Estate agents see prices drop


Estate agents see prices drop
Estate agents are calling on the government for further action to inject some life into the housing market.

A poll by the National Association of Estate Agents (NAEA) shows 54 per cent have no confidence in the government and the body is calling for more interest rate cuts and a suspension of stamp duty.

In a morbidly depressed property market, the NAEA October housing market report did glean some positivity.

The number of sales per agent was up from six to seven – still historically low – and the number of first-time buyers lifting their noses over the parapet increased.

However, there was a seven per cent fall in the number of house hunters on estate agents' books to 196.

The number of properties on their books rose from 91 to 98 over October.

Chris Brown, NAEA president, said this was due to sellers realising the only way to make a sale was by cutting prices.

House prices for all property types fell.

The average flat is now worth £118.334, the average terraced house has a price tag of £151,305, a semi costs £199,905 and detached properties cost £291,592.

"Sellers are beginning to face up to the reality that their houses are not worth as much now as they were 12 months ago," Mr Brown said.

"They are ripping up last year's price tags and beginning to come to terms with the new economic reality.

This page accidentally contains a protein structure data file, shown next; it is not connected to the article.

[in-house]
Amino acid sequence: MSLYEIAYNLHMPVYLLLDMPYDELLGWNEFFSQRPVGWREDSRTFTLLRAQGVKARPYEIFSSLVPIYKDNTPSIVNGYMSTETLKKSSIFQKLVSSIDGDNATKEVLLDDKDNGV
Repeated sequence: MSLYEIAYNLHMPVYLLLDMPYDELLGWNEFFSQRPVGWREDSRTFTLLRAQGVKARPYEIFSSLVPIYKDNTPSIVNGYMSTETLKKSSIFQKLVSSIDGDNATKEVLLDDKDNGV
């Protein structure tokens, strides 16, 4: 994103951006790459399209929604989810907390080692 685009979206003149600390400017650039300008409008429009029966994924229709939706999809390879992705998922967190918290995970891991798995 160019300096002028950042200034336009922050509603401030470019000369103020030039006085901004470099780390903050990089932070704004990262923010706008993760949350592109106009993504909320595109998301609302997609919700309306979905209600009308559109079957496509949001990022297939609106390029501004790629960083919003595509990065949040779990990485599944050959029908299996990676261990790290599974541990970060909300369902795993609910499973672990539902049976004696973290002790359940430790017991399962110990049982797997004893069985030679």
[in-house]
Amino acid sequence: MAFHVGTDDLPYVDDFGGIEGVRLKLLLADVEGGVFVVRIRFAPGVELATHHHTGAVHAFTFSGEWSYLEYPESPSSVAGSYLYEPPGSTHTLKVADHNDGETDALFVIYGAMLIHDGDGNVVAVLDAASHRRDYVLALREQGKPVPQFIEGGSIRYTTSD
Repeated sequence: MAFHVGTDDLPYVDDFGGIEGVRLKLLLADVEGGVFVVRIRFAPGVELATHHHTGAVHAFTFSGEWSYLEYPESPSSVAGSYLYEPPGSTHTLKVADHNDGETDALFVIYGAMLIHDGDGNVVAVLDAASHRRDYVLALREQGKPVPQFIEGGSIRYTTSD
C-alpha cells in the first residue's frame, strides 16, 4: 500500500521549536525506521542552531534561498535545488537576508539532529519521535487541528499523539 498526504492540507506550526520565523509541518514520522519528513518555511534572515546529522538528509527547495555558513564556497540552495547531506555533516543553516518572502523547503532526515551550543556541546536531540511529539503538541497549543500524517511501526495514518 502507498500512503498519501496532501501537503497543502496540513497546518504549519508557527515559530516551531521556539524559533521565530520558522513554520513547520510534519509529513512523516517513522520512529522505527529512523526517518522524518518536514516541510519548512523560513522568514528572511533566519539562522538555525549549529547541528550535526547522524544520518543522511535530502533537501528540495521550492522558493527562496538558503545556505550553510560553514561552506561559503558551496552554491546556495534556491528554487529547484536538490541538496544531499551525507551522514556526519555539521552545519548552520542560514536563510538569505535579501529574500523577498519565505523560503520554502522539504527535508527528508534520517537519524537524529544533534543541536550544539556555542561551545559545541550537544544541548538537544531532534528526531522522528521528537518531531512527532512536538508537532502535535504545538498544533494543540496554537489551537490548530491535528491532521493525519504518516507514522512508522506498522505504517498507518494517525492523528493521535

"That is a difficult thing to do."

Richard Hair, chairman of NAEA Essex branch, said: "The last three months have been full of gloom and despondency but there are now some more positive signs at last.

"First-time buyers are showing a welcome return, albeit in smaller numbers than we need and viewings are also on the up but still well below expectations.

"On the down side, the number of buyers remains very slow to commit and many are playing a waiting game in the hope of further price falls."

NAEA is now demanding Alistair Darling suspends stamp duty in his pre-Budget report.

Robert Drewe Williams, NAEA chairman of Devon Branch, said: "The suspension of stamp duty, or better still its abolition, would help not only first time buyers but also second and third time buyers.

"Interest rates still need to be cut to around one per cent to kick start the market again."

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